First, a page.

The last (and only?) time I recall reading one of my poems in front of an audience was during my dear friend, David’s, funeral in 2013. It was a poem I’d composed 24 years earlier and felt comfortable with. In contrast, the poem I felt compelled to share with the group over the weekend was brand new. I felt nervous.

But I read it anyway, heart thumping and voice trembling. Many people in the room were moved by it, thanked me for sharing, asked for a copy, and insisted they didn’t hear any shaking in my voice. 

After our weekend together, I added a new goal to my list for 2019: Participate in poetry readings. The thought of reading my writing in front of strangers feels intimidating – scarier than publishing it on my website and sending it to my mailing list. There are benefits and challenges to both kinds of sharing, but face-to-face sharing is something I need to do to expand beyond the “I can’t…” stories I have about myself.

Expanding beyond self-imposed limitations is such an amazing feeling! That’s why we put ourselves through experiences that push the edges and take us out of our comfort zone in the Hidden Treasure program. It’s all for the purpose of going beyond the limiting stories of the false self to experience our boundless true nature.

So, the poem

I think of it as a letter to my younger self when one of my children was going through a particularly challenging time. Back then, I was busy arguing with reality and really struggling to accept a situation I could not change. It just as easily could be written for my daughter who often feels bad about being a single mom, or any other parent whose vision of how parenting would be conflicts with reality. Although the poem is offered for mothers and fathers, grandparents, and anyone else who is closely involved in a child’s life, I left the first line as it came through because it feels more authentic that way. 

Rest Assured, Mama

Rest assured, mama:
Your children are not your children.
You don’t understand their reasons
For being here.
Perhaps this time and place,
These circumstances,
And your imperfections
Are exactly what they need
To grow their soul.

Don’t drain your energy
Searching for a magic wand
To make everything
And everyone “better”.
Instead:
See their Divinity,
Love them unconditionally,
Trust their path,
Accept their personality,
Give them sensible boundaries,
And honor their free will.

Do your best to support their journey,
But don’t be so sure
You know what it is
Or which roads are best for them
To take or to avoid.

Even as you shape and mold them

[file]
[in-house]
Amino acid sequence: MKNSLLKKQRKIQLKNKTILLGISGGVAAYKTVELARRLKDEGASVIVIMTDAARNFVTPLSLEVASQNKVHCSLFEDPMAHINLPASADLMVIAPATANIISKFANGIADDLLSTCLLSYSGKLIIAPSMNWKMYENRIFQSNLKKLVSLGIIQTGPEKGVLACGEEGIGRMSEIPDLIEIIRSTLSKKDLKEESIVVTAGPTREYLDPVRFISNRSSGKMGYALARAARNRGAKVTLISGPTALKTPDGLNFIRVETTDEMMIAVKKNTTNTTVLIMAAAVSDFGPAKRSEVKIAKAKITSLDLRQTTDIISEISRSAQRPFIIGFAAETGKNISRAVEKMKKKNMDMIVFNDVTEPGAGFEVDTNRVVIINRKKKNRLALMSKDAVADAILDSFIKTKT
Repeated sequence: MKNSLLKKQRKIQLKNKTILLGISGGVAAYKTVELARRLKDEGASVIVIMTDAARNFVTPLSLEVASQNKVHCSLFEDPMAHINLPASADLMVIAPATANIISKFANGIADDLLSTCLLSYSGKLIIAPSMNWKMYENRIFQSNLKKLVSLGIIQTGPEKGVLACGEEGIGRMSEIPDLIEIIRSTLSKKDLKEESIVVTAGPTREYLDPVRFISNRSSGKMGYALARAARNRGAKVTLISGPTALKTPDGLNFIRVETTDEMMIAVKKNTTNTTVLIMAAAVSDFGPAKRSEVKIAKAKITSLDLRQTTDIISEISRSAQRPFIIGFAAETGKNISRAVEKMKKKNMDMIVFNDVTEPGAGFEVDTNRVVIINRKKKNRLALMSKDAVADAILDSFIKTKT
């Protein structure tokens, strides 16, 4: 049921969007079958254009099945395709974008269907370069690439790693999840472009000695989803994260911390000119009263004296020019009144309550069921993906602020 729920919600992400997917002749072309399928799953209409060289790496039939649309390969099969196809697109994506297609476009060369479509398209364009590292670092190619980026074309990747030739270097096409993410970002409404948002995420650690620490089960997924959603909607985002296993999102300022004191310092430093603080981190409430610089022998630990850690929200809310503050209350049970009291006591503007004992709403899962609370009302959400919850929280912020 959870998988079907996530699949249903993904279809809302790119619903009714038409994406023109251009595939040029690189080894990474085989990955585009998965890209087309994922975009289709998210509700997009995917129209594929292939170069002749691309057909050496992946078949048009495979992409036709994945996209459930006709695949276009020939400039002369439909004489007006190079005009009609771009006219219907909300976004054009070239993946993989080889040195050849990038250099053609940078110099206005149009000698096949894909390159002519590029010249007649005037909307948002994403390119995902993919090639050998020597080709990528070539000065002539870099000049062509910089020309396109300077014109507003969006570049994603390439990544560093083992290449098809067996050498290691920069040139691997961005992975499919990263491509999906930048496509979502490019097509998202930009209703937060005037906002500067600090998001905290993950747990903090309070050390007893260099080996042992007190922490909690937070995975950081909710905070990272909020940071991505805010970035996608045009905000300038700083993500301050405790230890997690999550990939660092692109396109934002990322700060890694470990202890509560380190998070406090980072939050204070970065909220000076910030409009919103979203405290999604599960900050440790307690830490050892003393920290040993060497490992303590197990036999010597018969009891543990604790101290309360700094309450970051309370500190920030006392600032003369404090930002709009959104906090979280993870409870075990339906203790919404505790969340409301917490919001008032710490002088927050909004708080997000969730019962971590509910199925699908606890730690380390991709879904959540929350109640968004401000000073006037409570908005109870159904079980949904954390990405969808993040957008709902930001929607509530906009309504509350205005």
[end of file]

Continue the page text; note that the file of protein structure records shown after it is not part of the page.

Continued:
For this crazy world,
Allow them to transform you
Through the vehicle of this world
To question your assumptions
And see your blindspots.

May your dance together
Through time and space
Turn you around and spin
The nonsense of conditioning
Off the surface
And out of your cells
So you may discover
Your Deeper Self
And put it in charge of your life

So you can trust more
And realize they
Are here for your growth
As much as you are for theirs
And that you are enough
Just as you are
And so are they.


© 2019 Susan Meyer. All rights reserved. To use any or all of this article, include this exactly: Susan Meyer (SusanTaraMeyer.com) is a photographer, writer, clutter coach, Reiki practitioner, feng shui consultant, and mindfulness teacher whose work is infused with a deep interest in the nature of mind and appreciation of the natural world. She lives on the Hudson River in Upstate New York.

Amidst the Morning Mist

Amidst the Morning Mist

This will not be a wordy post. I don’t have anything deep or philosophical to share today. I just want to share a simple, seasonal pleasure that I find so lovely and peaceful.

This time of year, mornings tend to be quite dramatic on the river, often featuring mist. The calm river becomes a dark, sprawling stage on which the steam fog performs a spirited ballet. I sit on my dock for a front row view and take in the graceful movement. It reminds me of the countless New York City Ballet performances I’ve seen at the Saratoga Performing Arts Center throughout my life. It’s that graceful and unified. The musical accompaniment features the sprawling, seasonal ritardando of the last few crickets and a variety of birdsong solos. 

It’s as if I can make out individual mist dancers and watch as they break away from the mass and twirl on their own or in small circles with other misty dancers, as part of a unified choreography and rhythm. One dance with different parts. Another dancer breaks away for a vigorous pirouette, like a tiny whirlwind, before rejoining the rest. When sunbeams shine through spaces between the leaves of taller trees, they look like spotlights shining on certain groups of mist dancers twirling in circles.